By Ken Stephens, Xerox Cloud Services
If you’re responsible for IT at your small or mid-sized business, you’re familiar with cloud computing. You’ve probably heard all the hype – that it has the potential to save your organization money, reduce the amount of time you need to spend on IT management, and ultimately enable you and your staff to focus less on operations and more on activities that generate revenue for your business. Here’s a good blog from SBA.gov that summarizes all of that.
But what may not be as clear to you is how to go about using the cloud in your business. You’re not alone. I often hear from small business executives who are struggling to understand the best path to the cloud. They see the value, but don’t want to rush it and risk exposing their company’s IP or overspend on technology they don’t necessarily need.
To save you some heartache, I’d like to offer you the following five suggestions. Think of it as a checklist of sorts as you begin your journey to the cloud.
1. Audit your practices – Before you decide that the cloud is your best path, assess your current IT practices and determine where you’re spending too much time and money. Are there any gaps in quality? Are you in an industry with ebbs and flows of computing requirements? Overall, what impact does IT management have on your bottom line? Doing this will help you determine whether the cloud makes sense for your organization, and it will give you guidance on choosing the right IT components to send to the cloud.
2. Understand which cloud – The terminology can be overwhelming: public cloud, private cloud, hybrid cloud, cumulus cloud, etc. Okay, that last one doesn’t really apply. But when you determine your cloud strategy you want to think about what it is that you want to accomplish and what is of most importance to you. Is cost the greatest factor, or do you want to have certain assurances that your data is safe and accessible? Or do you need a mix of both? How you answer that question will help guide you to the right type of cloud for your business.
3. Choose the right vendor – Selecting the right vendor is critical to succeeding with cloud computing. You want to be certain you are working with a vendor that has experience with plenty of companies of similar scale to yours and that their work is beyond reproach. You also want to be certain your cloud provider has the capital to maintain its operations in the face of the inevitable vendor shakeout that will weed out smaller vendors that simply aren’t capable of properly reinvesting in their infrastructure. Of course I’d be remiss if I didn’t call out the importance of vendors having the right security policies, relevant regulatory compliance and other security processes in place to ensure that your data is protected. A good rule of thumb is that when you select a cloud vendor, their security must be more vigilant than the security measures you currently have employed to protect your data.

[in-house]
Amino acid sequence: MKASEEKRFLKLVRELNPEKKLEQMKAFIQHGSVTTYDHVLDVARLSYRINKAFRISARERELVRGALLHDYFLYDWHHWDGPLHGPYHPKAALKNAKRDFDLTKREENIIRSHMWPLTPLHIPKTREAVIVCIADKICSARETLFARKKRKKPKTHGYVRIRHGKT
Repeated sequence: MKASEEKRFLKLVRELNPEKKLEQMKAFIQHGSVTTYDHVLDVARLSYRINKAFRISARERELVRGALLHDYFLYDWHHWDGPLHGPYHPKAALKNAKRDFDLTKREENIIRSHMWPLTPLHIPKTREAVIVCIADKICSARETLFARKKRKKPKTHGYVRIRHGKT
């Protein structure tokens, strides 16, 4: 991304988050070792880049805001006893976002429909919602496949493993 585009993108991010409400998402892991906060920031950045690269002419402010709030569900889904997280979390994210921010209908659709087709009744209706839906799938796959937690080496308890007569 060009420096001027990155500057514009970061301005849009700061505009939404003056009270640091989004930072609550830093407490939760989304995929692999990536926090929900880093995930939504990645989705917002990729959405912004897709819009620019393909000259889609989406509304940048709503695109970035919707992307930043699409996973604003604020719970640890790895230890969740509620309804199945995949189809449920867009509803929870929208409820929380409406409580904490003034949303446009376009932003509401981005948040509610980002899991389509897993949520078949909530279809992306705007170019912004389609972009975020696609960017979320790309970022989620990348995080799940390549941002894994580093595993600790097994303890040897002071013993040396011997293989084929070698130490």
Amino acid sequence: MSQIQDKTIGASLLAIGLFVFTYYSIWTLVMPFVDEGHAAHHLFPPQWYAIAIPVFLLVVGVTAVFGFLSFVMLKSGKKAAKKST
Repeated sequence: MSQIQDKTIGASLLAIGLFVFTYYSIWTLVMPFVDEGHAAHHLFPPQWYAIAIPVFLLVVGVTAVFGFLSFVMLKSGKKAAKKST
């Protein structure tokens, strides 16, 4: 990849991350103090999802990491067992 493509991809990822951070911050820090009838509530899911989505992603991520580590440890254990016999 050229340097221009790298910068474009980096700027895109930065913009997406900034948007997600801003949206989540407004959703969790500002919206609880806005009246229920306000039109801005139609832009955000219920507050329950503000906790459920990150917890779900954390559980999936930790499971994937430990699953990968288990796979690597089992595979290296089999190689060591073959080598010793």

4. Get the right contract in place – All too often, I hear from companies that felt backed into a service-level agreement with a cloud vendor. Often that is the case with massive cloud vendors that have so many customers that they present SLAs as “take-it-or-leave-it.” If you don’t feel like you’re in control of the terms of the engagement, look for another vendor who is going to work with you and be fully transparent on the terms of service.
5. Ease into it – If you’re new to cloud computing, don’t feel obligated to move your entire IT operation to the cloud. Dip your toe into the water safely and carefully to get comfortable with the concept. For instance, if you haven’t used cloud storage, consider moving non-core data into the cloud first to see how you like it, what sort of returns you’re getting, etc. – all without completely exposing your company. From there you can get more aggressive, but only at your own pace.
These tips just scratch the surface, so by all means contact us if you want to learn more. And if you’re a small or mid-sized business that is either operating in the cloud or beginning your migration, I’d love to hear what lessons you’ve learned along the way and what advice you’d give your peers.